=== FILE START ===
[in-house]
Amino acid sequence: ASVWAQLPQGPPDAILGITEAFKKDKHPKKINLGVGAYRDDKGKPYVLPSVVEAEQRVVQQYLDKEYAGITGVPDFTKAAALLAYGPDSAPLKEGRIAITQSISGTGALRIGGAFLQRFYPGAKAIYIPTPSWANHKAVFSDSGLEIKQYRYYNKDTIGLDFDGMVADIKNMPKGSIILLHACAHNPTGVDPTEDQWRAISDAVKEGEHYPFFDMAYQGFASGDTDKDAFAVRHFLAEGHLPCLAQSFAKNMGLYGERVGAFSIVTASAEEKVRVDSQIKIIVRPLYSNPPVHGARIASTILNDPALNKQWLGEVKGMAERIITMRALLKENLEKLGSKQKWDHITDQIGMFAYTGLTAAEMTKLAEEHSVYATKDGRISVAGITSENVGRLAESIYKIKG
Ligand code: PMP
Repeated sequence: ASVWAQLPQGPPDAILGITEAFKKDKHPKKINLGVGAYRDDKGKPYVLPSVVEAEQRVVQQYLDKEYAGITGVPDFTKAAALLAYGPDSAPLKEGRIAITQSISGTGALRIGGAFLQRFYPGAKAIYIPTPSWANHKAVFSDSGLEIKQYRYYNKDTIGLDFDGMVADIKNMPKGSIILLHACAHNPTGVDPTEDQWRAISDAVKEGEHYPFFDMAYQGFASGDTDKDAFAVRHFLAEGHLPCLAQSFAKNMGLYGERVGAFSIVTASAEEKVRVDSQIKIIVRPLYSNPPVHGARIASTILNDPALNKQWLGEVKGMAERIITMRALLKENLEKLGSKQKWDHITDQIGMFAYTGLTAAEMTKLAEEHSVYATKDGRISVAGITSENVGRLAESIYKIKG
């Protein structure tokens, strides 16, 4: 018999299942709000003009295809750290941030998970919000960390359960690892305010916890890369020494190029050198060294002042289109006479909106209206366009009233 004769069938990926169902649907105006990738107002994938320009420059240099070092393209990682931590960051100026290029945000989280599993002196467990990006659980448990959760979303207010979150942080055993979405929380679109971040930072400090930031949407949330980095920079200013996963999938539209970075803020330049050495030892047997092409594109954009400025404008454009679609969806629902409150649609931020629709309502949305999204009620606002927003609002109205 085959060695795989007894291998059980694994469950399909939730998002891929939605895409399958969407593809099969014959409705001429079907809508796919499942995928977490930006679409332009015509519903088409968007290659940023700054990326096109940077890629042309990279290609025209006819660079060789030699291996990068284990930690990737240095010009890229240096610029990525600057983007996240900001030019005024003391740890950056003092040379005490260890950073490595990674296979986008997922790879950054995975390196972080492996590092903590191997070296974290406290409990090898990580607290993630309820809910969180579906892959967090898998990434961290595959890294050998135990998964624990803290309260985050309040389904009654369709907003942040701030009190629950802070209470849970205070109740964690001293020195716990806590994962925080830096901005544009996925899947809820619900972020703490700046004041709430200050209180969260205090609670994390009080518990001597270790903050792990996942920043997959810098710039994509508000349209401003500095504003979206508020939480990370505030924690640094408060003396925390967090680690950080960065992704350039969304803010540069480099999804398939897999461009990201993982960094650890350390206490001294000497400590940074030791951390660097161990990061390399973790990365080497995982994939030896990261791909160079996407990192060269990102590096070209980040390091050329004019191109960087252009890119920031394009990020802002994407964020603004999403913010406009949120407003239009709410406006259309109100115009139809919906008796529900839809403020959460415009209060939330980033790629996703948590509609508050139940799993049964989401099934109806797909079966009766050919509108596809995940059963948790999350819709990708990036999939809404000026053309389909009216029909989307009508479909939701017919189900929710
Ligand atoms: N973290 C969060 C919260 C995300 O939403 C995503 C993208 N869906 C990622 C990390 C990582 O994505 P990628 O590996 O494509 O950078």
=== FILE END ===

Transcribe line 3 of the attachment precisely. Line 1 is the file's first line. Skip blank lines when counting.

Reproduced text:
Ligand code: PMP